Skip to comments.Supreme Court won't hear arguments against Md. gun law
Posted on 10/15/2013 1:28:59 PM PDT by Red in Blue PA
WASHINGTON, DC - The Supreme Court won't review a decision upholding Maryland's law requiring handgun permit applicants to demonstrate a "good and substantial reason" for carrying a weapon outside their own home or business.
The high court on Tuesday refused to hear from Raymond Woollard and the Second Amendment Foundation, Inc., who say the law violates the Second Amendment.
Woollard obtained a permit after a 2002 home invasion but was denied renewal in 2009. The Maryland law does not recognize a vague threat or general fear as an adequate reason for obtaining a permit, and state officials said Woollard failed to demonstrate any ongoing danger seven years after the home invasion.
The 4th U.S. Circuit Court of Appeals upheld the law, and the Supreme Court refused to review that decision.
Time for a Colorado-style recall, if that’s even possible in Moronland....
This is messed up. It’s the same as not having an almost completely unobtainable CCW permit, which is, of course, the idea.
Why does the SC recognize States Right’s here where the 2A is concerned but find all kinds of Commerce Clause excuses to mandate commercial behavior?
Go away Proles, we care not what ye think.
Guess the SCOTUS decides and the shotgun sings the song.
“Why does the SC recognize States Rights here where the 2A is concerned but find all kinds of Commerce Clause excuses to mandate commercial behavior?”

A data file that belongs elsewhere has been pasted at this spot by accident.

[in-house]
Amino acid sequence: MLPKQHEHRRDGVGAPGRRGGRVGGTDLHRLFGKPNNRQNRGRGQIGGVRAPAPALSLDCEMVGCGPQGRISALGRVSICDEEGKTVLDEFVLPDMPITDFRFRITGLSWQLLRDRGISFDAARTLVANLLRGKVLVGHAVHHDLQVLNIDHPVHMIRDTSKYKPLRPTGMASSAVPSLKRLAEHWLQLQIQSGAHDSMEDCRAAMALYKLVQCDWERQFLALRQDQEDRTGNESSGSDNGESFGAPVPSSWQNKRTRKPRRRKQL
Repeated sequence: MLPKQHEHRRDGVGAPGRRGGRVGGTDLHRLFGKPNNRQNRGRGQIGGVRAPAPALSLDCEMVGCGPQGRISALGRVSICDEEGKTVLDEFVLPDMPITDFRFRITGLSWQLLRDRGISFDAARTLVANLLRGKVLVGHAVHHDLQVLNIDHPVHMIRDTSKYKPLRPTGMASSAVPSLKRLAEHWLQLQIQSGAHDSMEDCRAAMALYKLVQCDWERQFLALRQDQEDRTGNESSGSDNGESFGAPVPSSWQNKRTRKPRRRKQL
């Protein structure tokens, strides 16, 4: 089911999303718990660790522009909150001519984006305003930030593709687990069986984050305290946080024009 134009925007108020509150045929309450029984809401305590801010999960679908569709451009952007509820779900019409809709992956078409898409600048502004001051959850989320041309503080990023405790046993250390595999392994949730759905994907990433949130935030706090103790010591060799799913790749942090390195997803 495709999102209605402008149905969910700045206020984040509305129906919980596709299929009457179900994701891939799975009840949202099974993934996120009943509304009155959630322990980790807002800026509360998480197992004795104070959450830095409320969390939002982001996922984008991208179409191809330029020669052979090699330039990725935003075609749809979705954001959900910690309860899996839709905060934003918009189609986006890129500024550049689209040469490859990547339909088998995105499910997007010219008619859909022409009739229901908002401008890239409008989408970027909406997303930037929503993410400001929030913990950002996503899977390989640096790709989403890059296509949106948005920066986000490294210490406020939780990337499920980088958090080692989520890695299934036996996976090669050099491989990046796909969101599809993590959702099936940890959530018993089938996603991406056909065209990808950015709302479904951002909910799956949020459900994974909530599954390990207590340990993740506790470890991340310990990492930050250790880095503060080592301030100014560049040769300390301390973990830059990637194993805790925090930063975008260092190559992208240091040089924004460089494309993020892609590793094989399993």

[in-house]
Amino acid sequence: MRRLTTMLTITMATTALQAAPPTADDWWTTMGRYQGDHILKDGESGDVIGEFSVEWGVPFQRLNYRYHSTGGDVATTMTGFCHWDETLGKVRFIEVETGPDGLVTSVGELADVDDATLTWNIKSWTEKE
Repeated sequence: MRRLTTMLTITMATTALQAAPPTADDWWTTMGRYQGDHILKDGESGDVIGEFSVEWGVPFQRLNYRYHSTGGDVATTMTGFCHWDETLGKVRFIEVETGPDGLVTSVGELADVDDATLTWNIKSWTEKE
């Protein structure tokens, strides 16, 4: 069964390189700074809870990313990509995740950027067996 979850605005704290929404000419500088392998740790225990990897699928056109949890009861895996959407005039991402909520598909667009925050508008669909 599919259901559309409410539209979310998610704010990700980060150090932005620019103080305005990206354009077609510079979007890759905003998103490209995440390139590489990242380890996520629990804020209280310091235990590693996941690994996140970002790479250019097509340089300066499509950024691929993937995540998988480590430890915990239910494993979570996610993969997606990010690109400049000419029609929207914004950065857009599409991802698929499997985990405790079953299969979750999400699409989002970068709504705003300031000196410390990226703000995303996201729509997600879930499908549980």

Because the USSC is a joke. There decisions are political and have nothing to do with constitutional law.
This has been so true for so long that it should be taught I our schools.
If only it were possible for supreme court “justices”...
XIII. That the people have a right to bear arms for the defense of themselves and the state; and as standing armies in the time of peace are dangerous to liberty, they ought not to be kept up; And that the military should be kept under strict subordination to, and governed by, the civil power.
The spirit of this is in the second amendment - albeit watered down.
Disappointing, to say the least.
Apparently “shall not be infringed” is not clear enough for the ruling class to understand in words.
So, all of our Constitutional amendments come with Supreme Court agreement only. Scarey thoughts here... I can read English (even when written centuries ago) and it says no such thing.
“Ought not” doesn’t sound like a good phrase to have in a law. May as well say “maybe, kinda, sorta, if you want to.”
Good site. Thanks. Between them and ilinoisCarry, what I’m getting is that Woolard was not the best case for simply extending Heller to outside the home. Somebody in there is trying to build a sequence that will be able to pull Kennedy in the right direction, and if they adjudicate Woodland before this “pure” Heller extension case (maybe Palmer, maybe Hawaii), then Kennedy might break bad on us. Also, if one of the other, better cases gets heard, it reactivates Woolard, new case law to use, so this is only a temporary setback. We fight on.
Ergo - A state has the right to stop you from speaking unless you have a valid reason to do so. Reason to be judged by the political electric, of course.
Maryland “Frrrreeeeeeeaakkkkk State” PING!